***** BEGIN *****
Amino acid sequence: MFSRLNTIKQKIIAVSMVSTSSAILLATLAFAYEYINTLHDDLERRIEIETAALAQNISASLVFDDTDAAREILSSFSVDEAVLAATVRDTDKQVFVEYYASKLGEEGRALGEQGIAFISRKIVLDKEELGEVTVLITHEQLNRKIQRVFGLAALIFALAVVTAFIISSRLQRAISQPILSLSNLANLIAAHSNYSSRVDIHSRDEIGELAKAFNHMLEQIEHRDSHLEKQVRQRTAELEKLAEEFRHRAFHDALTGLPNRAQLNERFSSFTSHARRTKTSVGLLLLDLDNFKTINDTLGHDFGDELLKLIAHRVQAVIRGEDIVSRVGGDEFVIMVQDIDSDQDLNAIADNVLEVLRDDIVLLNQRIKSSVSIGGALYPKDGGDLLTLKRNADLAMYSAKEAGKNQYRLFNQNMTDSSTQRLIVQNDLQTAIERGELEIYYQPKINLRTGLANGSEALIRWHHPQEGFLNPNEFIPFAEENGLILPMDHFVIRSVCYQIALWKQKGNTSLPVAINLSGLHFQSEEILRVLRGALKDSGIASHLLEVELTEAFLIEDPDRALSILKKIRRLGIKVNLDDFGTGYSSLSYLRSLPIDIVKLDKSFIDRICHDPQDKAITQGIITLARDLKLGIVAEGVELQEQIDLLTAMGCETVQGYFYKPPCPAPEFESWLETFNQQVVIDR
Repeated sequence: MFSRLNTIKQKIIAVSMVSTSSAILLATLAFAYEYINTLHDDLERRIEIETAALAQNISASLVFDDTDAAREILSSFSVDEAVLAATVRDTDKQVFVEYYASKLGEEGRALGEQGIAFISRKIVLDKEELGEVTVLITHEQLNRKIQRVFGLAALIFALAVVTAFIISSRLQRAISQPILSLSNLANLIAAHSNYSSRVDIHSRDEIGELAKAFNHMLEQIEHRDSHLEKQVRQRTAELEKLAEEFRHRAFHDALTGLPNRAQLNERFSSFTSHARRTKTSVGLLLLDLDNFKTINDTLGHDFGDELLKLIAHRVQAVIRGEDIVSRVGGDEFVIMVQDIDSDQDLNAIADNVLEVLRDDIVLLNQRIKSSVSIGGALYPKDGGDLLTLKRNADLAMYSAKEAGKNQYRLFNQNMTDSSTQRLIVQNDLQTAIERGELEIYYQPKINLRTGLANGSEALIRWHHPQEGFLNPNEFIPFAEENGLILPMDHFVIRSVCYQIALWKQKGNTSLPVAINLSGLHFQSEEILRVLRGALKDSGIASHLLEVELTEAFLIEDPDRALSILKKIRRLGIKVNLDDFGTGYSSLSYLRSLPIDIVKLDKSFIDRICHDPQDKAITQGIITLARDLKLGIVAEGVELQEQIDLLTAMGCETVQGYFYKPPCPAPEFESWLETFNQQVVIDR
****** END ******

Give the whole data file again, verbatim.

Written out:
Amino acid sequence: MFSRLNTIKQKIIAVSMVSTSSAILLATLAFAYEYINTLHDDLERRIEIETAALAQNISASLVFDDTDAAREILSSFSVDEAVLAATVRDTDKQVFVEYYASKLGEEGRALGEQGIAFISRKIVLDKEELGEVTVLITHEQLNRKIQRVFGLAALIFALAVVTAFIISSRLQRAISQPILSLSNLANLIAAHSNYSSRVDIHSRDEIGELAKAFNHMLEQIEHRDSHLEKQVRQRTAELEKLAEEFRHRAFHDALTGLPNRAQLNERFSSFTSHARRTKTSVGLLLLDLDNFKTINDTLGHDFGDELLKLIAHRVQAVIRGEDIVSRVGGDEFVIMVQDIDSDQDLNAIADNVLEVLRDDIVLLNQRIKSSVSIGGALYPKDGGDLLTLKRNADLAMYSAKEAGKNQYRLFNQNMTDSSTQRLIVQNDLQTAIERGELEIYYQPKINLRTGLANGSEALIRWHHPQEGFLNPNEFIPFAEENGLILPMDHFVIRSVCYQIALWKQKGNTSLPVAINLSGLHFQSEEILRVLRGALKDSGIASHLLEVELTEAFLIEDPDRALSILKKIRRLGIKVNLDDFGTGYSSLSYLRSLPIDIVKLDKSFIDRICHDPQDKAITQGIITLARDLKLGIVAEGVELQEQIDLLTAMGCETVQGYFYKPPCPAPEFESWLETFNQQVVIDR
Repeated sequence: MFSRLNTIKQKIIAVSMVSTSSAILLATLAFAYEYINTLHDDLERRIEIETAALAQNISASLVFDDTDAAREILSSFSVDEAVLAATVRDTDKQVFVEYYASKLGEEGRALGEQGIAFISRKIVLDKEELGEVTVLITHEQLNRKIQRVFGLAALIFALAVVTAFIISSRLQRAISQPILSLSNLANLIAAHSNYSSRVDIHSRDEIGELAKAFNHMLEQIEHRDSHLEKQVRQRTAELEKLAEEFRHRAFHDALTGLPNRAQLNERFSSFTSHARRTKTSVGLLLLDLDNFKTINDTLGHDFGDELLKLIAHRVQAVIRGEDIVSRVGGDEFVIMVQDIDSDQDLNAIADNVLEVLRDDIVLLNQRIKSSVSIGGALYPKDGGDLLTLKRNADLAMYSAKEAGKNQYRLFNQNMTDSSTQRLIVQNDLQTAIERGELEIYYQPKINLRTGLANGSEALIRWHHPQEGFLNPNEFIPFAEENGLILPMDHFVIRSVCYQIALWKQKGNTSLPVAINLSGLHFQSEEILRVLRGALKDSGIASHLLEVELTEAFLIEDPDRALSILKKIRRLGIKVNLDDFGTGYSSLSYLRSLPIDIVKLDKSFIDRICHDPQDKAITQGIITLARDLKLGIVAEGVELQEQIDLLTAMGCETVQGYFYKPPCPAPEFESWLETFNQQVVIDR